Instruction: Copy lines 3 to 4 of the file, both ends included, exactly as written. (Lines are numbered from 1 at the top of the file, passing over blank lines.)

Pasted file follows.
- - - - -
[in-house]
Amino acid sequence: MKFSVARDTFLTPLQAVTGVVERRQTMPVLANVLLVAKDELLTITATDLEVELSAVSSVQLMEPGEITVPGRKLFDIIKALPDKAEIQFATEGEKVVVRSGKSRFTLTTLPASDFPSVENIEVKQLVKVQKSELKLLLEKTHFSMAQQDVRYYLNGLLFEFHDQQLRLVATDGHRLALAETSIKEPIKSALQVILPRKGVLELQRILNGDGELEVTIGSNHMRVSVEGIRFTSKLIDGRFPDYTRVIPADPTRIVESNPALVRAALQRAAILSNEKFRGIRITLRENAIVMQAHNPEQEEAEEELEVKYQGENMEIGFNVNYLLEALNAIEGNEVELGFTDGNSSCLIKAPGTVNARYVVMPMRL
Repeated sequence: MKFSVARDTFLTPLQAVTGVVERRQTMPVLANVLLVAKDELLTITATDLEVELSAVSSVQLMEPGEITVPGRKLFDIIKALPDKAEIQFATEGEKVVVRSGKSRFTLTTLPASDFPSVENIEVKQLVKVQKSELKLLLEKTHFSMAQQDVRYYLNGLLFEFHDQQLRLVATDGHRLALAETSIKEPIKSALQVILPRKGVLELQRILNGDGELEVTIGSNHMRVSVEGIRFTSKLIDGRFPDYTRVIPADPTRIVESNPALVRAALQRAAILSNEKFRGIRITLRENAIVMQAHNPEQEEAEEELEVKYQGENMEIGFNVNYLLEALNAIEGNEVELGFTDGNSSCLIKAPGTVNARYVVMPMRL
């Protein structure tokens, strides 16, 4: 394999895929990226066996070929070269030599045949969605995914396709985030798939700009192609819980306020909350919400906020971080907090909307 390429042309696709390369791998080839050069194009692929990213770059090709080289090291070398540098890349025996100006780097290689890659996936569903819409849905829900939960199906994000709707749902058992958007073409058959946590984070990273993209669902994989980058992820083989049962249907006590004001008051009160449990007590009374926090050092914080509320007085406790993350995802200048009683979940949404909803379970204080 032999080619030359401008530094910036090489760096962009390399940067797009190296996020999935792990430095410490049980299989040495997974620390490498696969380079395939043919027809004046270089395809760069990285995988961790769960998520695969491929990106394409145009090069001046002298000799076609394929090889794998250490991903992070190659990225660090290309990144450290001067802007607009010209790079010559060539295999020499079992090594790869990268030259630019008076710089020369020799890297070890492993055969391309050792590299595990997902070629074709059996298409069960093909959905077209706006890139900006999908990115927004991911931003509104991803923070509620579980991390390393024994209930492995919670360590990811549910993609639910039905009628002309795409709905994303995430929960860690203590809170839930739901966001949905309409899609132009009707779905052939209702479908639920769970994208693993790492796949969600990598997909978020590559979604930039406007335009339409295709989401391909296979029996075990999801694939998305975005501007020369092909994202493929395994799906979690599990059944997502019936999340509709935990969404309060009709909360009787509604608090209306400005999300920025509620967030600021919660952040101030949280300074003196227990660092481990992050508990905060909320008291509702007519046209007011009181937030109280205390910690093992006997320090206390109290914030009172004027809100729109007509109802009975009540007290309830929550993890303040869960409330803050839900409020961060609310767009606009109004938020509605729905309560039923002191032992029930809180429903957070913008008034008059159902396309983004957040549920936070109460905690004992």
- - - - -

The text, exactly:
Repeated sequence: MKFSVARDTFLTPLQAVTGVVERRQTMPVLANVLLVAKDELLTITATDLEVELSAVSSVQLMEPGEITVPGRKLFDIIKALPDKAEIQFATEGEKVVVRSGKSRFTLTTLPASDFPSVENIEVKQLVKVQKSELKLLLEKTHFSMAQQDVRYYLNGLLFEFHDQQLRLVATDGHRLALAETSIKEPIKSALQVILPRKGVLELQRILNGDGELEVTIGSNHMRVSVEGIRFTSKLIDGRFPDYTRVIPADPTRIVESNPALVRAALQRAAILSNEKFRGIRITLRENAIVMQAHNPEQEEAEEELEVKYQGENMEIGFNVNYLLEALNAIEGNEVELGFTDGNSSCLIKAPGTVNARYVVMPMRL
């Protein structure tokens, strides 16, 4: 394999895929990226066996070929070269030599045949969605995914396709985030798939700009192609819980306020909350919400906020971080907090909307 390429042309696709390369791998080839050069194009692929990213770059090709080289090291070398540098890349025996100006780097290689890659996936569903819409849905829900939960199906994000709707749902058992958007073409058959946590984070990273993209669902994989980058992820083989049962249907006590004001008051009160449990007590009374926090050092914080509320007085406790993350995802200048009683979940949404909803379970204080 032999080619030359401008530094910036090489760096962009390399940067797009190296996020999935792990430095410490049980299989040495997974620390490498696969380079395939043919027809004046270089395809760069990285995988961790769960998520695969491929990106394409145009090069001046002298000799076609394929090889794998250490991903992070190659990225660090290309990144450290001067802007607009010209790079010559060539295999020499079992090594790869990268030259630019008076710089020369020799890297070890492993055969391309050792590299595990997902070629074709059996298409069960093909959905077209706006890139900006999908990115927004991911931003509104991803923070509620579980991390390393024994209930492995919670360590990811549910993609639910039905009628002309795409709905994303995430929960860690203590809170839930739901966001949905309409899609132009009707779905052939209702479908639920769970994208693993790492796949969600990598997909978020590559979604930039406007335009339409295709989401391909296979029996075990999801694939998305975005501007020369092909994202493929395994799906979690599990059944997502019936999340509709935990969404309060009709909360009787509604608090209306400005999300920025509620967030600021919660952040101030949280300074003196227990660092481990992050508990905060909320008291509702007519046209007011009181937030109280205390910690093992006997320090206390109290914030009172004027809100729109007509109802009975009540007290309830929550993890303040869960409330803050839900409020961060609310767009606009109004938020509605729905309560039923002191032992029930809180429903957070913008008034008059159902396309983004957040549920936070109460905690004992």